Scott Hunter, left, chairman of the Oxford Board of Selectmen, listens alongside Selectman Caldwell Jackson and Town Manager Butch Asselin as Codes Enforcement Officer Joelle Corey-Whitman gives an update on junkyard properties. Nicole Carter/Advertiser Democrat Buy this Photo

OXFORD — After one of the firms bidding to rehabilitate part of the Thompson Lake Dam requested its proposal be withdrawn, the Board of Selectmen voted unanimously Thursday night, in accordance with the town manager’s recommendation, that the remaining two bids be rejected and the bidding process be restarted.

New bids will be solicited, with an eye to scheduling the work to start next September.

Chesterfield Associates asked to have its $444,275 bid withdrawn. The other bids were from Kingsbury Companies LLC for $529,400 and H.E. Callahan Construction for $1.06 million.

“I spoke with (the Maine Department of) Inland Fisheries and Wildlife and they agree that fall is a great time to do the project,” Town Manager Butch Asselin said. “It will have no bearing on spawning, better construction prices and take less time to complete. Fall is a more quiet time on the lake.”

Local residents took the opportunity to share their thoughts on the project.

Scott Bernardy of Otisfield said he supported the decision to delay the project. He suggested that lowering the lake level over the winter will help the dam withstand the pressures of snowmelt and spring rains.


Bernardy also spoke about the need to draft a comprehensive plan for repairing and maintaining the dam as a whole, and involving neighboring towns — Otisfield, Casco and Poland — with properties on the lake.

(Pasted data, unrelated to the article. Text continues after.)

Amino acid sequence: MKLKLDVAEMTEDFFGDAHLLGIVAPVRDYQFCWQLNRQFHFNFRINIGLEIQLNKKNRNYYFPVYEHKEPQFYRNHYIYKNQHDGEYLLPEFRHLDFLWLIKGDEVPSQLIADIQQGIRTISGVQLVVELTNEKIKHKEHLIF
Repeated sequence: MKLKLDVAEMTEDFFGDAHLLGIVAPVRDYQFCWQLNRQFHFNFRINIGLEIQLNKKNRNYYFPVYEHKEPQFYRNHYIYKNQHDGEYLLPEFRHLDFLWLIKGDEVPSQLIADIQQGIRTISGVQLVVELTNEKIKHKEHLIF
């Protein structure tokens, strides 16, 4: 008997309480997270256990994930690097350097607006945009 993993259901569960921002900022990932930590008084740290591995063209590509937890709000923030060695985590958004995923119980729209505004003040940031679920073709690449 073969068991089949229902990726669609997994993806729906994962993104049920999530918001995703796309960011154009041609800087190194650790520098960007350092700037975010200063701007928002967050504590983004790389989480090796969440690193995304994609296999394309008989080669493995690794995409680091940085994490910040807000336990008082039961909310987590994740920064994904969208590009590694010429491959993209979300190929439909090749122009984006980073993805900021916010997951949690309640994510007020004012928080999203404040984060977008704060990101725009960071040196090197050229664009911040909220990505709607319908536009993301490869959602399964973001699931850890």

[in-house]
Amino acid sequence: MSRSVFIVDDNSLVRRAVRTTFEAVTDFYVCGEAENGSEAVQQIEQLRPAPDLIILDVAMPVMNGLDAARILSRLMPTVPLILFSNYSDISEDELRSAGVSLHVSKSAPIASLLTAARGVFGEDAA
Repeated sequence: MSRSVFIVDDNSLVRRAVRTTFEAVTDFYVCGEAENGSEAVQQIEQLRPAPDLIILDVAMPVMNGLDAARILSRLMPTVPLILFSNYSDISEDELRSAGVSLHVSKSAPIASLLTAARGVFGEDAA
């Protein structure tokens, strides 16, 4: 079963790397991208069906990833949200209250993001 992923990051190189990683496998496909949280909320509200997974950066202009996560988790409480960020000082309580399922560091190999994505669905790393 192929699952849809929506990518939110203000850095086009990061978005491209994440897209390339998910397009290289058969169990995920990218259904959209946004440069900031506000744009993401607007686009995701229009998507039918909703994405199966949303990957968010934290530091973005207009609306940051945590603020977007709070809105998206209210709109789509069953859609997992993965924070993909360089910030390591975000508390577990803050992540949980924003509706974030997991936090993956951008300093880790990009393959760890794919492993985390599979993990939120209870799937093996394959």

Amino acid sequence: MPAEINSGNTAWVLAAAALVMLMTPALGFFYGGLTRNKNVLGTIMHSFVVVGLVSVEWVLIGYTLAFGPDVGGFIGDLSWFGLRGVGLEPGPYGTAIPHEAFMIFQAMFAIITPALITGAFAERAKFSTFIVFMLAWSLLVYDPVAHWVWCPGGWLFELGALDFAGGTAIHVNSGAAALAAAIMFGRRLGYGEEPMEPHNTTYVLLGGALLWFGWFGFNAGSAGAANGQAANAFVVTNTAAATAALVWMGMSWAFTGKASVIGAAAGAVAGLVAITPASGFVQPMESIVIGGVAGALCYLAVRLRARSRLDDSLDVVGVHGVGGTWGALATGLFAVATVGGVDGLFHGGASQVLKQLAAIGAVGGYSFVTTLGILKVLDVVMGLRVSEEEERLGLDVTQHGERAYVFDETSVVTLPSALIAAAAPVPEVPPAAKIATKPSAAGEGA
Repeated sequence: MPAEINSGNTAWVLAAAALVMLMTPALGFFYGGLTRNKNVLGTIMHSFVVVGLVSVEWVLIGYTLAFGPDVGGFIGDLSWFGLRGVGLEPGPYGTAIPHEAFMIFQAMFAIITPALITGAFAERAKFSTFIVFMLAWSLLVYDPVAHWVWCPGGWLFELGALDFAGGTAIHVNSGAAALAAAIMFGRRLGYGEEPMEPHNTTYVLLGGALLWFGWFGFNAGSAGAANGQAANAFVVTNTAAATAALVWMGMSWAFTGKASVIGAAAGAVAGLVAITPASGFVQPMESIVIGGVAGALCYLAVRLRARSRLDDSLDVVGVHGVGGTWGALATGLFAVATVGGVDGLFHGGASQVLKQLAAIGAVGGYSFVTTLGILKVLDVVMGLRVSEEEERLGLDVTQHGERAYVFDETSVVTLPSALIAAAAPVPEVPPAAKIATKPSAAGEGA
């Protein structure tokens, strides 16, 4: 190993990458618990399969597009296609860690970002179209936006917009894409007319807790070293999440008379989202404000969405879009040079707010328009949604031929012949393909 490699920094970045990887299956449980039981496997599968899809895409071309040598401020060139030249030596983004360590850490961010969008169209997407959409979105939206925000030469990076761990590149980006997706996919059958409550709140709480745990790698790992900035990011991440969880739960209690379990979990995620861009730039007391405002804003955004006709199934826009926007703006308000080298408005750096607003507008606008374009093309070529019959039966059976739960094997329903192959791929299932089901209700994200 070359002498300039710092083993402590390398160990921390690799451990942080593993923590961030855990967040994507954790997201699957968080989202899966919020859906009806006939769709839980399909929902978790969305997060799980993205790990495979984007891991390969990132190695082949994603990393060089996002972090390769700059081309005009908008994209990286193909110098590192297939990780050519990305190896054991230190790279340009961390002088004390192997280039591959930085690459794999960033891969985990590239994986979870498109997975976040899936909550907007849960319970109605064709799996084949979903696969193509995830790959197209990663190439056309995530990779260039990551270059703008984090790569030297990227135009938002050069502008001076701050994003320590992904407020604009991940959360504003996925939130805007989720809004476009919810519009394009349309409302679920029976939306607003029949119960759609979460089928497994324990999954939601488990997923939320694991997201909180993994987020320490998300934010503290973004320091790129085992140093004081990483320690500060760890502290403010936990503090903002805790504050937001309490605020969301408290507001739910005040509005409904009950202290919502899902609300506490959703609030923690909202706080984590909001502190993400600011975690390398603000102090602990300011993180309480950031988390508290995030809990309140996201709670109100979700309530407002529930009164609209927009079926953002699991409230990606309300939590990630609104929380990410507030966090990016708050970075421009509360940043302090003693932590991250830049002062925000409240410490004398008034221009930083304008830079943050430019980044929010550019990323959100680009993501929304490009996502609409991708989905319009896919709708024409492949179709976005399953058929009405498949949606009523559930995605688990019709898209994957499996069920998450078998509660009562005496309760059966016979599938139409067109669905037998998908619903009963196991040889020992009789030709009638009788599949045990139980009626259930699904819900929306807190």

“The town of Otisfield is not going to give more than $5,000 a year, as they’ve done for years, without a comprehensive plan,” Bernardy said.

Bill Booth and Jim Skinner, both of Oxford, agreed with Bernardy.

“We need a strategy for the dam and we need the other towns on board,” Booth said.

He urged the board to consider repairing stop logs for the east gate on the dam at a cost of $50,000 to $100,000 while Oxford pursues a comprehensive plan for the dam as a whole, not just one section that may cost more than $1 million to rehabilitate.

“The discovery of bowed boards in the dam spurred action to rehabilitate,” Skinner said. “But the temporary repairs done have put other sections of the dam at more risk from increased pressure.”


Codes Enforcement Officer Joelle Corey-Whitman updated selectmen on several junkyards. She said she just learned a junkyard at 332 Robinson Hill Road is facing foreclosure.

Corey-Whitman recommended delaying action on the property for zoning violations because she expected it will be easier for the town to work with the bank possessing it.

The property is jointly owned by Irene Kimball and her granddaughter, Shannon Mason. They had been required by settlement agreement reached in Paris District Court to bring the property into compliance by July 1, 2019, but had not done so.

At the board’s request, Corey-Whitman will also check if fences along junkyards on Station Road and Main Street are in compliance with ordinances. She said another junkyard on Tiger Hill Road was out of compliance because of missed application deadlines.

Comments are no longer available on this story

filed under: